Today we’ll continue with the plan to expand our prayer circle to include our neighbors and our nation. One day, Jesus encountered an expert in the law of Moses, who had actually been listening carefully to the things Jesus had been teaching. The man asked Jesus what he needed to do to inherit (earn/deserve) eternal life. Jesus asked this man, “What is written in the law…How do you read it?” What is amazing is that the man then quotes the answer that Jesus gave to another person who asked Him to identify the most important commandment in the law. This man says to Jesus “‘Love the Lord your God with all your heart and with all your soul and with all your strength and with all your mind’; and ‘Love your neighbor as yourself.'” Jesus replies to the man, “Do this, and you will live.” The man wasn’t happy with that answer because he wanted to be sure to draw a line in the sand so he could measure his obedience and ask, “Who is my neighbor?”

We all do this. We all want to know the boundaries of what is expected of us. Have you ever been asked to go in on a group gift for someone? If you have, you know that the first question you ask is, “how much do I need to contribute?” The worst answer we can receive in asking that question is this: “Whatever you are comfortable giving.” UGH! We want a dollar amount. If it is too high, we might decline. If it is just right, we are happy to help. Leaving it open-ended leaves us wondering, “how much is this really going to cost me?”

This man wanted to draw a box he could stay inside of, but Jesus had another plan. You can read Jesus’ reply to him in Luke 10:30-37.

30 In reply Jesus said: “A man was going down from Jerusalem to Jericho, when he was attacked by robbers. They stripped him of his clothes, beat him and went away, leaving him half dead. 31 A priest happened to be going down the same road, and when he saw the man, he passed by on the other side. 32 So too, a Levite, when he came to the place and saw him, passed by on the other side. 33 But a Samaritan, as he traveled, came where the man was; and when he saw him, he took pity on him. 34 He went to him and bandaged his wounds, pouring on oil and wine. Then he put the man on his own donkey, brought him to an inn and took care of him. 35 The next day he took out two denarii and gave them to the innkeeper. ‘Look after him,’ he said, ‘and when I return, I will reimburse you for any extra expense you may have.’

36 “Which of these three do you think was a neighbor to the man who fell into the hands of robbers?”

37 The expert in the law replied, “The one who had mercy on him.”

Jesus told him, “Go and do likewise.”

Luke 10:30-37 (NIV)

The man wanted to identify his neighborhood, and Jesus didn’t limit it to him to a geographical region, social class, racial-ethnic, or even a religious group. Instead, Jesus essentially was letting this man know that it isn’t about finding a neighbor to love but being a loving neighbor to whomever you find. When you are a follower of Jesus, your neighborhood travels with you.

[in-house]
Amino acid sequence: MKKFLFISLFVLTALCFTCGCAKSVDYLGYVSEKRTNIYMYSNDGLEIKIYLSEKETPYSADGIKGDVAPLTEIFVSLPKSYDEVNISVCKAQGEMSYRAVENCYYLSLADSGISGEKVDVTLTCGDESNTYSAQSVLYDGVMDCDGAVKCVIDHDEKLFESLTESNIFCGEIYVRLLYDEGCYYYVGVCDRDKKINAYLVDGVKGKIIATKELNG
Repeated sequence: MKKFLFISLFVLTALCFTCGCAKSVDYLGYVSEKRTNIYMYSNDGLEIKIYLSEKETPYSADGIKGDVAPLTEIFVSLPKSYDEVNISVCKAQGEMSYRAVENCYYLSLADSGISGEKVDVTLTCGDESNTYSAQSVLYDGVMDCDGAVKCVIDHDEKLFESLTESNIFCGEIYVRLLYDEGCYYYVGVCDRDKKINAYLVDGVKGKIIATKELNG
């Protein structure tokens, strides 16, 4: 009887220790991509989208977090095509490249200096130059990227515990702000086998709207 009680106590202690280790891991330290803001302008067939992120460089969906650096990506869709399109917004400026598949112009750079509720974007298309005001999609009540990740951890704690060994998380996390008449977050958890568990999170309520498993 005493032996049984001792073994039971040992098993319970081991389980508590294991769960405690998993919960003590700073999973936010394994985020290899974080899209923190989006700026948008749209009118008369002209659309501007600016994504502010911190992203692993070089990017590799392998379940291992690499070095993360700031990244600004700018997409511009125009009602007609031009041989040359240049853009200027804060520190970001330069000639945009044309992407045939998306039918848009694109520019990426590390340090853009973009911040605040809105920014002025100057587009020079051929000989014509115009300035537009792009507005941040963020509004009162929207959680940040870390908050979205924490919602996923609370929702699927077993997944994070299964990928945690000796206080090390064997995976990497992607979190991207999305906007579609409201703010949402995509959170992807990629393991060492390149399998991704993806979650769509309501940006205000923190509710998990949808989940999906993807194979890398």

That is a pretty expansive list of neighbors. So how do we pray for our neighbors? We start with those closest to us. Look up and down your street. Do you know your neighbors? It might be a good start to get to know them. And quit making excuses. I know, I know, you have lived on the street for years and haven’t bothered to meet your neighbors. Won’t it be awkward if you do so now? YES! Only slightly less awkward than continuing to be aloof.

Even if you don’t know your neighbors by name, you can begin praying for them anyway. God knows their name. He’d probably go an introduce Himself if He lived on your street (how’s that guilt trip feeling?). Pray for them. Pray the Lord’s prayer over them and for them. If you know them, ask them how they are doing, and over time you can tell them that they are in your prayers. Again, nobody hates hearing that. If you do pray for something specific that they mention, be sure to follow-up.

It is great to pray for those who live in our geographical neighbors but what about those that come into our mobile neighborhood as we go throughout our day? I would encourage you to pray for those you work with; Your fellow students and teachers/professors if you are in school; People in your clubs, sports teams, or organizations. Pray for the person in front of you in line at the store or fast food place. Better yet, pray for the person stuck behind you! Pray for strangers and those that just seems strange. You might be surprised to see who God may bring into your path.

Within this newly expanded circle, we also want to talk about praying for our community, state, and nation. More on that tomorrow. You have enough to get praying for today! 🙂